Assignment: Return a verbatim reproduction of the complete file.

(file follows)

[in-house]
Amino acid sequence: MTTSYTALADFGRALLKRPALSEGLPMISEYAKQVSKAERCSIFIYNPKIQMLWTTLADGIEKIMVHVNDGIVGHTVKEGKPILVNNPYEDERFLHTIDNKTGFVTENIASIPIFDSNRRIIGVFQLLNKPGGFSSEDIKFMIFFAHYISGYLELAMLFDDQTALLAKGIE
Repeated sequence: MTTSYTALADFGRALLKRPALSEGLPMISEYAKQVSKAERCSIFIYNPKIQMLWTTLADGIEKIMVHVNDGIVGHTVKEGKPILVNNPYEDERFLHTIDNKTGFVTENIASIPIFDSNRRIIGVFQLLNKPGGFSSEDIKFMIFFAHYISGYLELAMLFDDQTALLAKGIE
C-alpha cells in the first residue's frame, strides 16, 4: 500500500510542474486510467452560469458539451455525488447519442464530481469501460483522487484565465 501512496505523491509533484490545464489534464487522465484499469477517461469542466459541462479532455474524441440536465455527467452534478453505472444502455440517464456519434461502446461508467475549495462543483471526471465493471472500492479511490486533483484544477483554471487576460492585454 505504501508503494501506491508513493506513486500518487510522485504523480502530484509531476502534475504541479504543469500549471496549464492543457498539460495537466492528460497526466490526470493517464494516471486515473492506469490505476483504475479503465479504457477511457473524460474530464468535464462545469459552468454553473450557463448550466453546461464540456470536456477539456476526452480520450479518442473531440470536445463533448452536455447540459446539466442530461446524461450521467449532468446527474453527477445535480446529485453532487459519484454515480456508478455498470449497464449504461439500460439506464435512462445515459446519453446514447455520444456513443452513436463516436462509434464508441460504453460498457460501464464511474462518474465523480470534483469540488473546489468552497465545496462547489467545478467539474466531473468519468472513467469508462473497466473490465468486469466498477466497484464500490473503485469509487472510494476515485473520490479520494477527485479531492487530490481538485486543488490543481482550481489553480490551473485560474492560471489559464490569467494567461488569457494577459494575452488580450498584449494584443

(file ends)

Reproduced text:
[in-house]
Amino acid sequence: MTTSYTALADFGRALLKRPALSEGLPMISEYAKQVSKAERCSIFIYNPKIQMLWTTLADGIEKIMVHVNDGIVGHTVKEGKPILVNNPYEDERFLHTIDNKTGFVTENIASIPIFDSNRRIIGVFQLLNKPGGFSSEDIKFMIFFAHYISGYLELAMLFDDQTALLAKGIE
Repeated sequence: MTTSYTALADFGRALLKRPALSEGLPMISEYAKQVSKAERCSIFIYNPKIQMLWTTLADGIEKIMVHVNDGIVGHTVKEGKPILVNNPYEDERFLHTIDNKTGFVTENIASIPIFDSNRRIIGVFQLLNKPGGFSSEDIKFMIFFAHYISGYLELAMLFDDQTALLAKGIE
C-alpha cells in the first residue's frame, strides 16, 4: 500500500510542474486510467452560469458539451455525488447519442464530481469501460483522487484565465 501512496505523491509533484490545464489534464487522465484499469477517461469542466459541462479532455474524441440536465455527467452534478453505472444502455440517464456519434461502446461508467475549495462543483471526471465493471472500492479511490486533483484544477483554471487576460492585454 505504501508503494501506491508513493506513486500518487510522485504523480502530484509531476502534475504541479504543469500549471496549464492543457498539460495537466492528460497526466490526470493517464494516471486515473492506469490505476483504475479503465479504457477511457473524460474530464468535464462545469459552468454553473450557463448550466453546461464540456470536456477539456476526452480520450479518442473531440470536445463533448452536455447540459446539466442530461446524461450521467449532468446527474453527477445535480446529485453532487459519484454515480456508478455498470449497464449504461439500460439506464435512462445515459446519453446514447455520444456513443452513436463516436462509434464508441460504453460498457460501464464511474462518474465523480470534483469540488473546489468552497465545496462547489467545478467539474466531473468519468472513467469508462473497466473490465468486469466498477466497484464500490473503485469509487472510494476515485473520490479520494477527485479531492487530490481538485486543488490543481482550481489553480490551473485560474492560471489559464490569467494567461488569457494577459494575452488580450498584449494584443